Still, by February 1996, the Defense Department's National Security Agency, the nation's code makers and code breakers, did not support the wholesale transfer of licensing authority of communications satellites to the Commerce Department.
For technology regulated by the State Department, the Pentagon has an effective veto over any export. Military officials feared they would lose that power under the Commerce Department's jurisdiction.
So Mr. Berger offered the Defense Department a deal in exchange for its support. Under the White House-brokered compromise, the Pentagon would gain the right to review all technology licensed by the Commerce Department that had either civilian or military uses. But the Pentagon still lost its veto.
The deal was closed in a series of telephone calls involving Mr. Berger, Mr. Talbott, Mr. Brown and John White, the Deputy Defense Secretary, according to documents and interviews.
A review today of the unclassified documents found no indication that Mr. Christopher was personally involved in the President's decision. But by the end, the State Department concurred with the ultimate outcome.
Attached to Mr. Clinton's decision memorandum was a longer rationale from Anthony Lake, then the national security adviser, and Laura D'Andrea Tyson, the head of the National Economic Council. "Industry should like the fact that they will deal with the more 'user-friendly' Commerce system," the memorandum said.
Staff Advice to Clinton on Export Controls
By The New York Times
WASHINGTON, July 17--Following is a memorandum for President Clinton from his staff secretary, Todd Stern, seeking a decision on export control issues, including transfer of jurisdiction over communications satellites exports to the Commerce Departmentfrom the State Department. The memorandum, released by the White House, was dated March 11, 1996, and bore Mr. Clinton's check mark of approval of the transfer. It refers to an attached memorandum by Anthony Lake, the national security adviser, and Laura D'Andrea Tyson, the head of the National Economic Council.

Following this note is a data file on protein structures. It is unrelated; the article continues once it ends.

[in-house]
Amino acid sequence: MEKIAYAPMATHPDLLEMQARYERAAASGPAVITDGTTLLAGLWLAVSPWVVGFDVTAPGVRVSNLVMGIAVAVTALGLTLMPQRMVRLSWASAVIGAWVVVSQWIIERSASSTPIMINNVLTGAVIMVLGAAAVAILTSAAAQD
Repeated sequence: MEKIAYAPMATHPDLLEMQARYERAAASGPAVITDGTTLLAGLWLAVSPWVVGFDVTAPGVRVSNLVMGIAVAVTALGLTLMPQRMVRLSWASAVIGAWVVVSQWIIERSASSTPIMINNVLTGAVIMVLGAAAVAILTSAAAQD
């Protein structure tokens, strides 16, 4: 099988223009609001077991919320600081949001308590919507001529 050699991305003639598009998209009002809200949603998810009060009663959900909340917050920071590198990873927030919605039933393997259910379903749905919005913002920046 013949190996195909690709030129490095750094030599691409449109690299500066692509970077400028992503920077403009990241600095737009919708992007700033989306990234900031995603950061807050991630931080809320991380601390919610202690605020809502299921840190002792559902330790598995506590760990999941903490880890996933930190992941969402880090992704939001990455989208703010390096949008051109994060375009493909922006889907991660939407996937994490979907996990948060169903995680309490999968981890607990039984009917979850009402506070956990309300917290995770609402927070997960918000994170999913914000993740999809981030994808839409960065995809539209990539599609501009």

The attached Lake/Tyson memo seeks your approval of an interagency consensus on three export control issues, whose resolution will pave the way for a new Export Administration Act, completing your agenda for export control reform. (You have already removed outdated controls on computers, issued an executive order to streamline dual-use licensing, and led the effort to establish a post-cold-war export control regime.) The House bill, with Representative Roth leading the charge, includes provisions on these issues that would interfere with Administration discretion, but Roth is prepared to drop the provisions, provided we resolve them internally. Because Roth's markup is scheduled for Wednesday, N.S.C. is seeking your approval before you leave for Egypt.
Civil communications satellites and hot-section technology. The issue here is whether these items ("hot section" technology involves jet aircraft engines) should be licensed through the dual-use, Commerce system (traditionally favored by industry) or the munitions system (traditionally favored by those concerned about keeping a tight grip on technologies that contribute to America's military edge). Commerce, State and Defense now agree on licensing these items through the dual-use system, subject to some new control procedures. A new regulation would provide the President with broad authority to control transfers for these two sectors on national security and foreign policy grounds; and a modification to your December E.O. [executive orderl would make the initial licensing determination subject to a majority vote of the reviewing agencies. Industry should like dealing with the dual-use, Commerce system; at the same time, individual components on the munitions list, including encryption, will continue to be subject to munitions licensing, by State. Some in Congress will criticize this- approach as favoring business over security, but D.O.D.'s support should blunt such attack.
Procedures for resolving jurisdictional disputes. Tony and Laura attach a proposed procedure (Tab B) for resolving disputes over whether a product should be on the munitions or dual-use list. The proposal requires a cooperative, transparent procedure among State, Defense and Commerce with a 90-day escalation through a State-chaired process up to the President. The agencies all concur on the test of the proposal.